Pipelines on a Rails Environment With react_on_rails and Webpack

I noticed a bit of a gap when it comes to documentation and setting up Bitbucket Pipelines when you have some modern webpack dependencies with yarn.
If you’ve gone through this process, you may have struggled to find helpful documentation, too. I thought it may be useful to walk through some of the basics of how Bitbucket Pipelines is set up and strategies to help debug your pipeline’s configuration. Read on for my experience of going through the process of setting up Bitbucket Pipelines on a Rails 5.2 environment.

Link: https://dzone.com/articles/how-to-set-up-bitbucket-pipelines-on-a-rails-52-en?utm_medium=feed&utm_source=feedpress.me&utm_campaign=Feed%3A+dzone%2Fwebdev

Ruby vs Golang: Which Is the Best Solution?

The fast growth of software applications is not a question of popularity alone, but a real opportunity to profoundly improve the business process of any industry. Get ahead right away by choosing the perfect programming stack that you will use while creating an excellent software solution. Below, we compare Golang vs Ruby, two of the most notable programming languages of recent years.
Ruby vs Golang: Performance
The key principles of Golang development are simplicity and productivity. Go is very fast to learn, easily readable by developers, and has a simple, intuitive syntax. Rob Pike, one of the leading authors of Go, assures that the language was specially created to simplify the development process and to achieve results faster.

Link: https://dzone.com/articles/ruby-vs-golang-comparison-which-is-the-best-soluti-2?utm_medium=feed&utm_source=feedpress.me&utm_campaign=Feed%3A+dzone%2Fwebdev

Ruby 2.5: Ruby’s Christmas Release Is Here!

This Christmas, Ruby creator Yukihiro Matsumoto and his development team released Ruby 2.5, the latest version of Ruby. The release schedule has become a tradition and Rubyists around the world look forward to a brand new version of Ruby to play with on Christmas day. As the Founder of Def Method and co-author of The Well-Grounded Rubyist, I actively track what features are being updated or added and am always excited to “unwrap” the latest Ruby release!
Below are the top three features you’ll want to know about when you unwrap Ruby 2.5 this Christmas.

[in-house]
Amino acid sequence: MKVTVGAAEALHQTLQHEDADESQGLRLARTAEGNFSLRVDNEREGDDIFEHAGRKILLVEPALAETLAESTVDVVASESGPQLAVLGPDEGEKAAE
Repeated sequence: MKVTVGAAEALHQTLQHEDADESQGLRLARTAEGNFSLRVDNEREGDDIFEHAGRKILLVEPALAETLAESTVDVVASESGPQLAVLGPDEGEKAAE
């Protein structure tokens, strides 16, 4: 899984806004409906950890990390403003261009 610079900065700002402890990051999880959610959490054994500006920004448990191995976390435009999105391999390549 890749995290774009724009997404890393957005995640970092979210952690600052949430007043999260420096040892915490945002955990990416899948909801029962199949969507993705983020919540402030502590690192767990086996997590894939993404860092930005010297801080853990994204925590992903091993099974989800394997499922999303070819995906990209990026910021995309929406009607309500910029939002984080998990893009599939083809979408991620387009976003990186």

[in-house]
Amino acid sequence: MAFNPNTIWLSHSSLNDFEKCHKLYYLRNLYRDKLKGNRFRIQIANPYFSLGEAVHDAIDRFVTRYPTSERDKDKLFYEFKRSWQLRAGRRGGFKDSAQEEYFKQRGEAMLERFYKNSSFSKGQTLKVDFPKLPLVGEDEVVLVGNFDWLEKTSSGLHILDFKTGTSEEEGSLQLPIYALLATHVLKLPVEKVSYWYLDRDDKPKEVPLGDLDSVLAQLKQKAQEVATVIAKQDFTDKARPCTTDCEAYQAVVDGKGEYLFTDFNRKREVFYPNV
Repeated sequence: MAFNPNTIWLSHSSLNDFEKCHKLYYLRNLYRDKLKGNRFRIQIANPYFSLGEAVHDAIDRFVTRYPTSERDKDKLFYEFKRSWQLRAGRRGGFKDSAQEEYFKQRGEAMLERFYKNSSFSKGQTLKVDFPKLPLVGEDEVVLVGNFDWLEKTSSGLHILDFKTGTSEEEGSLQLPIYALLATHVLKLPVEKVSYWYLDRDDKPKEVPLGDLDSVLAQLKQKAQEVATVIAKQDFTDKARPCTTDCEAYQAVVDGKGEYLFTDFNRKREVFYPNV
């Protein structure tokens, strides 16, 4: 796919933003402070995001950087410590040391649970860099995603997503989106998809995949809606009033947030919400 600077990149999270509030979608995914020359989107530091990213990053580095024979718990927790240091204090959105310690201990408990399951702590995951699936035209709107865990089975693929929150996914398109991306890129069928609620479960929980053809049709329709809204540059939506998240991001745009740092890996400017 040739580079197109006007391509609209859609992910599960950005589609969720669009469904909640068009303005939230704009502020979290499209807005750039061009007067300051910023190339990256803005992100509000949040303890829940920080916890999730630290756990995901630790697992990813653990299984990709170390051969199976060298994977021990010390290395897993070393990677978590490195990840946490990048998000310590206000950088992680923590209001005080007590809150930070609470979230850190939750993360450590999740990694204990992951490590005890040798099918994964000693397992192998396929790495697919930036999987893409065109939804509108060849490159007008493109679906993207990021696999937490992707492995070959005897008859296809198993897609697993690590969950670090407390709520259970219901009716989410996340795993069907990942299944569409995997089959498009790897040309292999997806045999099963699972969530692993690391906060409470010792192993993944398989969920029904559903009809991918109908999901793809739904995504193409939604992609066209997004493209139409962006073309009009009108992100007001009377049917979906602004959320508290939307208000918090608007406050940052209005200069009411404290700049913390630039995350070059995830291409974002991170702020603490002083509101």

Link: https://dzone.com/articles/ruby-25-rubys-christmas-release-is-here?utm_medium=feed&utm_source=feedpress.me&utm_campaign=Feed%3A+dzone%2Fwebdev

Elegant Ruby: Code Quality Automated

Have you ever found yourself staring at photos of someone’s dog, cat, or kids, only to grind through a smile that’s not authentic? It’s a universal fact that we all think the things we do and produce are wonderful. The code we write is so witty! We’re like the fable of Jupiter and the Monkey; it doesn’t even matter if others scoff, we believe our creation is beautiful.
So how do we get objective with such a curse?! In what way can we protect ourselves from such bias? We could always ask our fellow developers, but is that effective? As fun as it sounds, even if you did, there’s no guarantee that they wouldn’t apply their own bias until your code reached some kind of median between the both of you.

Link: https://dzone.com/articles/elegant-ruby-code-quality-automated?utm_medium=feed&utm_source=feedpress.me&utm_campaign=Feed%3A+dzone%2Fwebdev

What Is a Source Map?

These days web assets such as JS and CSS aren’t simple text files. Instead, they’re typically minified or come from a complex build process involving compiling or transpiling. For example, CSS can be generated from a SASS file. JS can be compiled from ES6 using Babel. These toolchains make working with assets easier for developers and make following best practices such as minification much easier. Yet, there’s a problem. What do we do when there’s an error? If there’s an exception in your JS and it’s minified, you will have short variable names which are all on one line and it’s impossible to see where the error comes from. Source maps seek to solve this problem.
What is a source map? At its core, a source map allows a browser to map the source of an asset to the final product. In our previous example of an error happening in a JS file, if the JS file had a source map, it would allow the browser to translate the location of the error to the original unmodified file on disk. Pretty cool.

Link: https://dzone.com/articles/what-is-a-source-map?utm_medium=feed&utm_source=feedpress.me&utm_campaign=Feed%3A+dzone%2Fwebdev

I Know How to Code, I Can Code in Anything

Every time I talk to a recent grad I hear a variation of the phrase, “I know how to code, I can code in anything." This is, on the surface, true for some bits like boolean logic and loops. Where it starts to fail for me is when I need to leverage a language’s ecosystem. I’m a Ruby programmer at heart (for the last 10+ years), yet I’m being forced to write in other languages through my CS Masters classes at Georgia Tech. I know I’m a competent coder, but can I really "code in anything"? How much does skill in one language translate to another? First a story about not knowing a programming language. In 2012, I was working for Gowalla (THE major competitor to Foursquare). When the company went under, I started looking for a new job right away. I had two great phone interviews with another social networking company, whose name will be withheld for dramatic suspense. The team was small, but I talked to both founders and we hit it off.

Link: https://dzone.com/articles/i-know-how-to-code-i-can-code-in-anything?utm_medium=feed&utm_source=feedpress.me&utm_campaign=Feed%3A+dzone%2Fwebdev